About programming languages

After just being hired by a group that thinks SML is the only true language, I should probably not be writing this… but here we go.

Today I participated in another programming contest. Nothing official, just for the fun of it. And I decided to challenge myself and solve the first problem (a really easy problem) in a different language. My language of choice for quick and dirty coding has always been C++. It can easily read and write on standard I/O, has a bunch of libraries and data-structures available, and you can compile and have an executable file with a simple g++ code.cpp. No weird keywords or classes, no linking of funny libraries, no console, just a plain binary file ready to be run, and most importantly, run fast!

But there are all these fancy languages around, so I decided to go ahead and see how they would perform (or better how I would perform with them). The problem in question was a simple one. Given a very big number (up to 10ยนโถ), we had to transform it in a funny way (reverse and rotate digits — e.g. 6 becomes a 9) and check if the original and the transformed numbers are both primes [1]. The primality test is the first thing that pops out. Maybe I need to implement a fast primality check algorithm? That’s not the case for this problem, the silly one that checks for divisor between 2 and the square root of the number should work just fine (the time limit is 2s). The problem there is the size of the number. Remember that a 32 bit integer can only hold up to 2.147.483.647, a 10 digit number. So we just need to use a 64 bit integer and it should work just fine. Same algorithm.

My first attempt was to implement it on my English of programming languages (not my native language, but another one in which I am quite fluent): OCaml. The code looked nice, apart from some weird castings from int to float and then to int again because, apparently, sqrt and exponentiation only work on floats (what happened to polymorphic functions? wait… it gets worse). After implementing all my recursive functions beautifully, I tested on a few cases and made sure it was working. Then I tested on the biggest possible input and it worked. Great! Submit… runtime error. ๐Ÿ™ Turns out that, although my machine is 64 bits, the server is 32, so the integers there were overflowing. All I needed to do is use OCaml’s “long int”. I found two libraries: Int64 and Big_int. Since Big_int had more operations (like sqrt and exponentiation), I went for that one. The problem was that, since I was no longer using int, I was no longer allowed to use + or – or /, no no no. I had to use add_big_int, sub_big_int, div_big_int, and so on. My pretty non-verbose functions were ugly ๐Ÿ™ . With that came a million type errors, I had to add castings everywhere and link a library when compiling. The thing was just horrendous.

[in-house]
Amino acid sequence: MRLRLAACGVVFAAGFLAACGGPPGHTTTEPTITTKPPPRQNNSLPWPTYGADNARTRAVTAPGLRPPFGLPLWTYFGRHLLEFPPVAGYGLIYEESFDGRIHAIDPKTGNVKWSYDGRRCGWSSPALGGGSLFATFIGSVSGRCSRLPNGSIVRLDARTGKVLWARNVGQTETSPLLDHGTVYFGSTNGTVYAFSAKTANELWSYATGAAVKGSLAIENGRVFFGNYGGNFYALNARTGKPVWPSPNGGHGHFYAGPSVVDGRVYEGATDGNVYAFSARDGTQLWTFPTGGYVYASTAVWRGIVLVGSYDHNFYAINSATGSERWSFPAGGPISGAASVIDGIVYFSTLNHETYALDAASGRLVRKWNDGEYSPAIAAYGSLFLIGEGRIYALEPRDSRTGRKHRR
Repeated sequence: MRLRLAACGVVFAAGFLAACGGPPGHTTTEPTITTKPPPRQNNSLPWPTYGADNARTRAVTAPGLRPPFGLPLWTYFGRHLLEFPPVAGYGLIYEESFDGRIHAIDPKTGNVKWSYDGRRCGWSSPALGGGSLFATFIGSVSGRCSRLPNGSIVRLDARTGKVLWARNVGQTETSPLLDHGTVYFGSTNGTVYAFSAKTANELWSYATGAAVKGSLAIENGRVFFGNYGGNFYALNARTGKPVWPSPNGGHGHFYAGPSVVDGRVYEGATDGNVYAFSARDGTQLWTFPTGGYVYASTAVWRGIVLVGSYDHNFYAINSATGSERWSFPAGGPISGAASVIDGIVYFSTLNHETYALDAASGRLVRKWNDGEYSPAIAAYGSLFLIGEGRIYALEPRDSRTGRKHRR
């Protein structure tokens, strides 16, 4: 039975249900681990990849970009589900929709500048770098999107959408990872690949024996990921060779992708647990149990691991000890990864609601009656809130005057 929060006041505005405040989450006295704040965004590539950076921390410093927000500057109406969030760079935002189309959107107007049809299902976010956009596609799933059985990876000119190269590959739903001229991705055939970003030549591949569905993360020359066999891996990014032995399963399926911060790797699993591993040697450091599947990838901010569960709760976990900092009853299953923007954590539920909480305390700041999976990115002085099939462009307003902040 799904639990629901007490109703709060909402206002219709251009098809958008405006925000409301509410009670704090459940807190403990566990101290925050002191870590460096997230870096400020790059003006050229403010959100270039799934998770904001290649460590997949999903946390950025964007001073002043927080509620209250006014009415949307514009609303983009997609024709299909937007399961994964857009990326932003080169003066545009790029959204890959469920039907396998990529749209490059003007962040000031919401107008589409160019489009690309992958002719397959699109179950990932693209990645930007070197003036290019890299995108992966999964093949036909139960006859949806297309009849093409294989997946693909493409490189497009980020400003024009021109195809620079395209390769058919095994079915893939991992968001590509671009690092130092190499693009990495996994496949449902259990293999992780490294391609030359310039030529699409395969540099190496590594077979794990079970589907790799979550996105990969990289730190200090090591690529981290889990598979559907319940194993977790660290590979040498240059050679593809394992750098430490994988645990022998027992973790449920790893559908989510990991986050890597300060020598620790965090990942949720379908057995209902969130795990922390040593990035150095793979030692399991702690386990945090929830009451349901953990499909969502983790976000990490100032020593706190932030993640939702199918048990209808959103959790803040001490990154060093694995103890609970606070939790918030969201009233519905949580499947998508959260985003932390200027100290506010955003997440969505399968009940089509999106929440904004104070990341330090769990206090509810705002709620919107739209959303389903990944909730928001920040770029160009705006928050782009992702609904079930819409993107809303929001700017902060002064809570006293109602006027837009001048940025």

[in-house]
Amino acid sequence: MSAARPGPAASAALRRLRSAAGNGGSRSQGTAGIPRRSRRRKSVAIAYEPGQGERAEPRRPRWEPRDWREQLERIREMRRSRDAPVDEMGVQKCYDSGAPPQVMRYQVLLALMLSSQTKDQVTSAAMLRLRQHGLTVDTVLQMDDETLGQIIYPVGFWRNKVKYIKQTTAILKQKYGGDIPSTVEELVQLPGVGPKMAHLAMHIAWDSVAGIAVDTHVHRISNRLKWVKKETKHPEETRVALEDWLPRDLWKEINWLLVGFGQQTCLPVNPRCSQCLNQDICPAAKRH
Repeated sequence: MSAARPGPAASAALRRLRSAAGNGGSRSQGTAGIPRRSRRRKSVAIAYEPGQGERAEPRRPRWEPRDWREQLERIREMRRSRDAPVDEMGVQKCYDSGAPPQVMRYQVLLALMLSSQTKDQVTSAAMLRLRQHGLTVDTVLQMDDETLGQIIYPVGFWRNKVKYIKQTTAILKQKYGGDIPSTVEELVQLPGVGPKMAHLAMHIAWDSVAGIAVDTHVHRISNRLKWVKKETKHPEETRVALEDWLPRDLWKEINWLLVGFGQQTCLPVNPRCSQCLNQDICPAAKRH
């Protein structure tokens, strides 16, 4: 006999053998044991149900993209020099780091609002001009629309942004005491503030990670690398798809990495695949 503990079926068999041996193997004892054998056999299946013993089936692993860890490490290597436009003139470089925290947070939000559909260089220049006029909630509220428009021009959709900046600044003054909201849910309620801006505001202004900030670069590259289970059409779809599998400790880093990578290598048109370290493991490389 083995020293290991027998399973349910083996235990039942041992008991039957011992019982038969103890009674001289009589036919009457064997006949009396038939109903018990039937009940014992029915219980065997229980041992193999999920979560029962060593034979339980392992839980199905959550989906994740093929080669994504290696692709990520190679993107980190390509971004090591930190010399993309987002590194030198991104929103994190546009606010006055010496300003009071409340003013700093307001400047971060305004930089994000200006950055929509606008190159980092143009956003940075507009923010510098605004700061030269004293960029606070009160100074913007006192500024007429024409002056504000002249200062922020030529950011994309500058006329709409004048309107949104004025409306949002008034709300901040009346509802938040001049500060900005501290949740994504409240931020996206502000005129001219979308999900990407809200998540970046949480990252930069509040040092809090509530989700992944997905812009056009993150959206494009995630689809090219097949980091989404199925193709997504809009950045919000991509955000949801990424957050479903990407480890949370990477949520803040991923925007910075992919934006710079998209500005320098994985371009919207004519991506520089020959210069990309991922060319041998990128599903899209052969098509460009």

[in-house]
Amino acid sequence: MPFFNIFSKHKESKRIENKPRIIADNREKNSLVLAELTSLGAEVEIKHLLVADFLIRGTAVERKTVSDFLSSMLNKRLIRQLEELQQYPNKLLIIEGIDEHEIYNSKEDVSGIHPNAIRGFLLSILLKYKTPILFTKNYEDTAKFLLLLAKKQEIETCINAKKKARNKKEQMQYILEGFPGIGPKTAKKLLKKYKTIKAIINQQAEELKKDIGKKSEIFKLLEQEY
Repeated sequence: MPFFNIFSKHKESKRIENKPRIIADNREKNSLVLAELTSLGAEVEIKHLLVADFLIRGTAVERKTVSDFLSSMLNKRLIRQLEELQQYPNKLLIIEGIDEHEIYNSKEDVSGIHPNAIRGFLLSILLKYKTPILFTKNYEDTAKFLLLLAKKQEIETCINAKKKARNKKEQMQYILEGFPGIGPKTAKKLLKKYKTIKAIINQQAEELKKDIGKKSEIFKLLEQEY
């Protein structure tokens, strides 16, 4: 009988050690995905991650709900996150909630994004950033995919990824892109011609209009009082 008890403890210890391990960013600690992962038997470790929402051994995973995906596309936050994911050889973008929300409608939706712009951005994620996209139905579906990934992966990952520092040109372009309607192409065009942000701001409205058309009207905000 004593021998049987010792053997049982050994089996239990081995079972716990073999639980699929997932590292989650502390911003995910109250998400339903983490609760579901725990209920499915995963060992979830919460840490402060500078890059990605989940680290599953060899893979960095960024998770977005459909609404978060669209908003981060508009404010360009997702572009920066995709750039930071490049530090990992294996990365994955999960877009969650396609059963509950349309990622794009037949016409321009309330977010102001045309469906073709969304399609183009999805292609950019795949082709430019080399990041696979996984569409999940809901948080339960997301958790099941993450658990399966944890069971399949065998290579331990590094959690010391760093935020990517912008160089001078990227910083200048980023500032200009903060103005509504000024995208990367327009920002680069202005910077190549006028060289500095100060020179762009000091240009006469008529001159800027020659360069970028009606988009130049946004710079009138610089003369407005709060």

This was more than one hour into the contest. So I decided to try a different thing.

Integers of arbitrary precision? Let’s take a chance on my German of programming languages (I cannot quite speak it but really wish I could): Python. It took me an hour to write a 50 line code, since I had to kind of learn everything from scratch, but I had a working program. In the meantime I learned the hard way that Python and recursion do not go together. It was working for the biggest possible input, and it is Python, so if it needed a longer integer it would switch at runtime. Great! Submit… memory limit exceeded. What? Reading here and there I decided that using range() was the thing to blame, so I switched to a strange islice thing. Submit… time limit exceeded ๐Ÿ™ Come on!

By the time the contest ended I had two beautiful pieces of code in two different languages that just did not work because of technical reasons. Don’t get me wrong, I am sure these languages have their place and are really good for some stuff. But for coding something easy fast and efficiently, I’ll stick with the good old C++.

Out of curiosity I checked what language the other people in the contest were using. Note that these are all people at least 5 years younger than me, possibly 10, still undergrads in CS. And what were they using? C++!! It is quite impressive, since I am pretty sure they learn programming in Python first, and then go ahead to C or ML. They could choose any of the fancy modern languages, but decide to stick with C++. To show that I do not have a biased sample, just check the statistics of websites like codeforces, spoj or UVa.

To think that I learned how to program in Java (it was the latest thing) and nowadays kids are learning how to program in Python (it is the latest thing), the persisting use of C++ says something about it. A colleague referred to C as an honest language. I think C++ is fits this description too. No fancy stuff, it is the thinnest layer between you and assembly code, and it does the job pretty well.

[1] Problem K here.

About Scala

Some reasons why I dislike Scala and all its claimed “smartness”:

If there is something I really hate is when people try to hide things from me. Maybe that’s why I find Scala’s implicit stuff so annoying. They try to make things easier by, for example, allowing you to declare implicit type converters. So imagine that you have some class ChocolateCake and then you declare an implicit converter to class Cake. This means that a casting from ChocolateCake to Cake will be made implicitly when necessary. But what happens is that sometimes the compiler is able to infer this conversion, and sometimes not! And when it is not capable, it will throw a typing error on the compilation. And then you realize that you wanted to use Cake the whole time… But you notice that the objects have ChocolateCake type in lots of places. Then you stop and think: what the fuck? And you start searching the code around and find this mini-method ChocolateCakeToCake. And you search the project for places where this method is used, but you find none! So nothing more natural than commenting these three lines of code that are not called anywhere, but then what happens? Your code stops compiling!! Giving errors in places you have never touched… What the fuck, again?? You look one more time and notice the “implicit” word in front of this method. Then you google it around and finds the explanation in Scala’s documentation.